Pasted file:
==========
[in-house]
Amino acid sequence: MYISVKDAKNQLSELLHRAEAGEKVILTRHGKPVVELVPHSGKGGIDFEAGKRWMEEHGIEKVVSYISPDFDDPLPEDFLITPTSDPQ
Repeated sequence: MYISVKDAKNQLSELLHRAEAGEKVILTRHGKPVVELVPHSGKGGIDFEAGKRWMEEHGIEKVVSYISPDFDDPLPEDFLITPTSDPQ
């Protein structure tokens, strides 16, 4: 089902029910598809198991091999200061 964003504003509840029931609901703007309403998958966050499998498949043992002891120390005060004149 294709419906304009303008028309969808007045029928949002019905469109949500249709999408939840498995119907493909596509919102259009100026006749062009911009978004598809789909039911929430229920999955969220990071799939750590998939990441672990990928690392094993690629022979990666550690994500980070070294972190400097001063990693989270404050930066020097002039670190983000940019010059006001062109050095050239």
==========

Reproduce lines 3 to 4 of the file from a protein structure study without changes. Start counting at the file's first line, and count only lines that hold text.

Repeated sequence: MYISVKDAKNQLSELLHRAEAGEKVILTRHGKPVVELVPHSGKGGIDFEAGKRWMEEHGIEKVVSYISPDFDDPLPEDFLITPTSDPQ
């Protein structure tokens, strides 16, 4: 089902029910598809198991091999200061 964003504003509840029931609901703007309403998958966050499998498949043992002891120390005060004149 294709419906304009303008028309969808007045029928949002019905469109949500249709999408939840498995119907493909596509919102259009100026006749062009911009978004598809789909039911929430229920999955969220990071799939750590998939990441672990990928690392094993690629022979990666550690994500980070070294972190400097001063990693989270404050930066020097002039670190983000940019010059006001062109050095050239």